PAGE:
Welcome to my blog—an eyes-open and free-spirited exploration of Western and Eastern spirituality, mindfulness, philosophy and literature. A member of the Australian and New Zealand Mental Health Association, I lectured at the NSW Institute of Psychiatry (now the Health Education and Training Institute) to mental health workers for 14 years and at the University of Technology, Sydney to law students for 16 years. My interests include metaphysics, mythology and addiction recovery.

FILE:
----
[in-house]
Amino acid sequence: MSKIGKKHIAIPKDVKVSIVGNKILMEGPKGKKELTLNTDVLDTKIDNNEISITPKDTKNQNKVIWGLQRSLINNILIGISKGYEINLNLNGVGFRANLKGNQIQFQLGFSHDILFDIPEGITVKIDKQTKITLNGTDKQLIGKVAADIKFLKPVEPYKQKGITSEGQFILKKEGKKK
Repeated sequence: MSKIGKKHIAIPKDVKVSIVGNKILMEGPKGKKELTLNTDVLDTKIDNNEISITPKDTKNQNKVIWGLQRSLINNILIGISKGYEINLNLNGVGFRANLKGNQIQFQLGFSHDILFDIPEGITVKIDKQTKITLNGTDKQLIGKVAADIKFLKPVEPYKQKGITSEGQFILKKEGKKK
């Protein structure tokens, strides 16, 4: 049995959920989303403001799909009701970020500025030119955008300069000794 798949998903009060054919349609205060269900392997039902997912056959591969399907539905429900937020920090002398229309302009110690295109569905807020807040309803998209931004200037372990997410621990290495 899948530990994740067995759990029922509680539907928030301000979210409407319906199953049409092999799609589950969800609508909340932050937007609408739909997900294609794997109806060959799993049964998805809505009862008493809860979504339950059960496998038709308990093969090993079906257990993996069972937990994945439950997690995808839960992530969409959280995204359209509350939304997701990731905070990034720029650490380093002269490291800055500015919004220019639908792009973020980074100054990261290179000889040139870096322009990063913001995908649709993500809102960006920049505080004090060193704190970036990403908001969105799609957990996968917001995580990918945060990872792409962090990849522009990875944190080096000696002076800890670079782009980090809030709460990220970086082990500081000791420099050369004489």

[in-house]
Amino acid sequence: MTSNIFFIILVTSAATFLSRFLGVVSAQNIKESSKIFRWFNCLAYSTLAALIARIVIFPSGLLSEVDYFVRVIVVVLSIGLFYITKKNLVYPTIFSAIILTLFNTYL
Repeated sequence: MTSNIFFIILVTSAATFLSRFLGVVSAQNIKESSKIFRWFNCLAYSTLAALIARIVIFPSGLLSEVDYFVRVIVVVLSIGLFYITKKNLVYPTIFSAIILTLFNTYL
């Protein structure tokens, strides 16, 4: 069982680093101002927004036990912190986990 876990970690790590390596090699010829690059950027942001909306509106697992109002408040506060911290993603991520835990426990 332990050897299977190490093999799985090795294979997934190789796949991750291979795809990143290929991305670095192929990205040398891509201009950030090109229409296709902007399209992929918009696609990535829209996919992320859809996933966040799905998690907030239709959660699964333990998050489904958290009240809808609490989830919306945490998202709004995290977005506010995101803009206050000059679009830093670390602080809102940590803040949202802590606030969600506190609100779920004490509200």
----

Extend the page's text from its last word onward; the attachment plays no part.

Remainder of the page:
What’s perhaps most interesting if that the kids appear to like what they are practising and think that it is of benefit to them.
Rather than feeling ‘out of control’, many of the children are feeling calmer and beginning to feel that they have control of their environments and themselves.
One of the benfits of mindfulness is that it empowers children to release what Thich Nhat Hanh refers to as 'inappropriate attention', that is, attention to persons or things which will not benefit the child in question or other persons with whom the child interacts.
Childhood difficulties are not all bad, and can be very helpful as they can help prepare the child for adulthood. Hence, at the risk of stating the obvious, it is imperative that children learn at an early age how to cope with and learn from disappointments, stress and suffering.